College students entered the empty house through the massive front doors. I stood with Angela, a fellow wallflower, and watched the frat guys trying to impress the girls for whom saying “Not” at the end of a sentence never got tired.
“Whose house is this?” I asked.
“Some guy named ‘Noah,’” Angela said with a shrug. “He goes to school on the East Coast. His parents asked him to coordinate their move over the break.”
“Is he here?”
“No,” the girl replied. “And it’s causing quite the stir with the sorority set.”
“I’m here with Barbie,” I volunteered after a few moments of silence. I pointed to a tall, thin girl wearing a Kelly Kapowski floral sundress.
Angela looked skeptical.
“I periodically help her with calculus.”
She smiled and pointed to a tall, sandy-haired guy taking a chug from a beer bong. “I’m here with Ken.”
I raised an eyebrow.
“Ewww. He’s my step-brother.”
Then Angela pointed to a few girls in crop tops and stonewashed denim huddled around a bathroom door. They knocked repeatedly and talked through the door, trying to comfort someone from the outside.
“Apparently, we just missed the excitement,” she said. “Your friend Barbie introduced a new game. One that made the pledges line up and take off their shoes. Then Barbie lined the shoes up from least expensive to most expensive.”
I shuddered. “So everyone could rank the have and have-nots.”
“Yep,” Angela continued. “I got here to see the girls get back in their shoes.” She shook her head. “The girl in the bathroom was at the end of the line.”
A brown-haired girl walked out of the bathroom, wiping her eyes. Her cheeks were blushed with embarrassment.
I looked at her chunky sandals, as did most of the room.
Glad to have my too wispy bangs that too often covered my eyes, I looked away from Chunky Sandals and then down at myself. Sure, my oversized flannel shirt, skintight bodysuit, and high-waisted jeans were sweet . . . But my knockoff Dr. Martens suddenly made me lose courage.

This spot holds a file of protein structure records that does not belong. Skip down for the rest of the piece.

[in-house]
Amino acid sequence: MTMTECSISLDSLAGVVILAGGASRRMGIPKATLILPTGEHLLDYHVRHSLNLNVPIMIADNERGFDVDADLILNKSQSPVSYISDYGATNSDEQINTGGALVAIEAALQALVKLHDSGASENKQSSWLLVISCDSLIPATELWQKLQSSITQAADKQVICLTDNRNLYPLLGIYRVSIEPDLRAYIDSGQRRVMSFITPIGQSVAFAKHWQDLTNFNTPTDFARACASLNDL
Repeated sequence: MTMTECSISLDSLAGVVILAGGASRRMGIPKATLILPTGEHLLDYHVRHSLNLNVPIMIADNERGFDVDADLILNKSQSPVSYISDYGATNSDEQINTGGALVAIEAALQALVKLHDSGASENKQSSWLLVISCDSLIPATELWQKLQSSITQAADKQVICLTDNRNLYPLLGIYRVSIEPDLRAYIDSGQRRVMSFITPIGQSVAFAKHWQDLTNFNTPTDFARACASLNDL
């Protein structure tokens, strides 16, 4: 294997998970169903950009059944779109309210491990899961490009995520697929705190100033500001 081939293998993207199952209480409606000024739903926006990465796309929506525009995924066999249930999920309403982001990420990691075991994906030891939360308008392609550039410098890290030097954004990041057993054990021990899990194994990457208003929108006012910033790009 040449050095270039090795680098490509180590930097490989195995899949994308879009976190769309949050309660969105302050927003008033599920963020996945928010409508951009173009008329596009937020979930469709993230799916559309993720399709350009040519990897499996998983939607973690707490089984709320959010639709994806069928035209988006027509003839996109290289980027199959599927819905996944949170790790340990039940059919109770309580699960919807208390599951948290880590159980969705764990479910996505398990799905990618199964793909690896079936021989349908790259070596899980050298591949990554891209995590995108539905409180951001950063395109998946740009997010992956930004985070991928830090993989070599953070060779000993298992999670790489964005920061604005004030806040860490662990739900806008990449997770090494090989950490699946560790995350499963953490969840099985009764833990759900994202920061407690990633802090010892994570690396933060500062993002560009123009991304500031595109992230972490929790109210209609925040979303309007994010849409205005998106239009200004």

As I compared myself to the other girls in the room—even Chunky Sandals—I felt my mask of self-confidence slipping.
I looked for a quick exit.
There it was. The giant double doors at the front of the house.
“It’s been great,” I started, “but—“
The sound of thunder interrupted my goodbye as the double doors opened.
It wasn’t thunder though.
The tall and lanky driver of a Harley Davidson revved the engine and drove confidently into the living room, parting a sea of wide-eyed college students.
Once stopped, he raised his visor and scanned the crowd. Our eyes met.
“Noah!” Barbie shouted, causing me to jump and quickly turn away, embarrassed that he caught me ogling.
He ignored Barbie and passed me a helmet. “Wanna ride?”
“This sort of thing happens in trashy romance fiction,” I thought. “Not in the real world.”
In the corner of my eye I saw Barbie, bee-lining her way to the motorcycle with a smile as wide as the Mississippi. Ready to purr her way into my spot.
Decision time: Adventure versus Caution.
I bit the inside of my cheek and then threw one leg over the seat of the seasoned bike. My arms wrapped tightly around Noah’s waist.
The crowd parted again and we rode through the open doors into the dark street. The thrill I felt as we drove through the city, combined with the roar of the engine and the mix of sweat and Drakkar Noir was magnificent – despite the torture of cruising while wearing a bodysuit with those horrible snaps at the crotch.
I felt renewed, confident, and more fearless than I’d ever felt in my whole life.
When we arrived back at the house, Noah revved the engine and the doors opened on cue.
“Just let me know if you want to ride again,” he said as I got off the bike.
I felt the weight of Barbie’s stare—and the disbelief that covered her face. But my newfound confidence put a skip in my step. And I planned to skip right out the door.
“Thanks,” I said. “I’ve got to go. But if you’re thinking about taking someone else out, that girl over there in the rock’n chunky platform sandals . . .”
I pointed to the girl now standing alone next to the bathroom door.
“Yeah?” He said, intrigued by Chunky Platforms staring back at him.
“Stroke exhaust is her perfume.”
Micah and Maddox,
At some point in your life – probably well before a college party – you’ll hear a voice saying you aren’t pretty enough, smart enough, rich enough. The voice will say, “Your shoes aren’t good enough.” When you hear that voice, just tell it to “SHUT UP!”
I turn 40 this week and I’m proud to say that most days I keep that ugly voice at bay. Most days, I’m comfortable in my skin, calm about the challenges I face, and grateful for the success I’ve achieved, no matter how seemingly small or insignificant.
But there are still days that I chase what others have – instead of looking around at how far I’ve come. And when I do that, I lose sight of my blessings. I lose sight of what’s really important.
Because in the end, whether you’re 20, 40, or 90, it doesn’t matter how great your shoes are if you don’t accomplish anything good in them.